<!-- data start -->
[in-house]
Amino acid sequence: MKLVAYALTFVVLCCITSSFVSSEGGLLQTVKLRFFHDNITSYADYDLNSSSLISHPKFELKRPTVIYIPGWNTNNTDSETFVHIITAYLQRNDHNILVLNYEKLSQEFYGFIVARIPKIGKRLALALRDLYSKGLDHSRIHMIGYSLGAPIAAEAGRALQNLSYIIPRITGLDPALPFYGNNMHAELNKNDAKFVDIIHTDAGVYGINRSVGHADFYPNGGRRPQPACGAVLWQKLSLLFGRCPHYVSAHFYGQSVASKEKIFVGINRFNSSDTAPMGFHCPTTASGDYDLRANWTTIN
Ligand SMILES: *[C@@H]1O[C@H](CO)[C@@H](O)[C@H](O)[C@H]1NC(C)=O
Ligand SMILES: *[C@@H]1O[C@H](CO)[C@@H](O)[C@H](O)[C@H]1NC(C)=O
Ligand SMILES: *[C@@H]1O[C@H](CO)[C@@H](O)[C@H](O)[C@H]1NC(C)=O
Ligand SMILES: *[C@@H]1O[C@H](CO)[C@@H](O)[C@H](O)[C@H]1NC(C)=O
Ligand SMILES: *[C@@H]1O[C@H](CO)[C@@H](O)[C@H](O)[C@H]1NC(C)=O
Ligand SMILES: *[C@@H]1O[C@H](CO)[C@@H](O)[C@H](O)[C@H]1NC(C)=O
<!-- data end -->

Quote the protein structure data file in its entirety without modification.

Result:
[in-house]
Amino acid sequence: MKLVAYALTFVVLCCITSSFVSSEGGLLQTVKLRFFHDNITSYADYDLNSSSLISHPKFELKRPTVIYIPGWNTNNTDSETFVHIITAYLQRNDHNILVLNYEKLSQEFYGFIVARIPKIGKRLALALRDLYSKGLDHSRIHMIGYSLGAPIAAEAGRALQNLSYIIPRITGLDPALPFYGNNMHAELNKNDAKFVDIIHTDAGVYGINRSVGHADFYPNGGRRPQPACGAVLWQKLSLLFGRCPHYVSAHFYGQSVASKEKIFVGINRFNSSDTAPMGFHCPTTASGDYDLRANWTTIN
Ligand SMILES: *[C@@H]1O[C@H](CO)[C@@H](O)[C@H](O)[C@H]1NC(C)=O
Ligand SMILES: *[C@@H]1O[C@H](CO)[C@@H](O)[C@H](O)[C@H]1NC(C)=O
Ligand SMILES: *[C@@H]1O[C@H](CO)[C@@H](O)[C@H](O)[C@H]1NC(C)=O
Ligand SMILES: *[C@@H]1O[C@H](CO)[C@@H](O)[C@H](O)[C@H]1NC(C)=O
Ligand SMILES: *[C@@H]1O[C@H](CO)[C@@H](O)[C@H](O)[C@H]1NC(C)=O
Ligand SMILES: *[C@@H]1O[C@H](CO)[C@@H](O)[C@H](O)[C@H]1NC(C)=O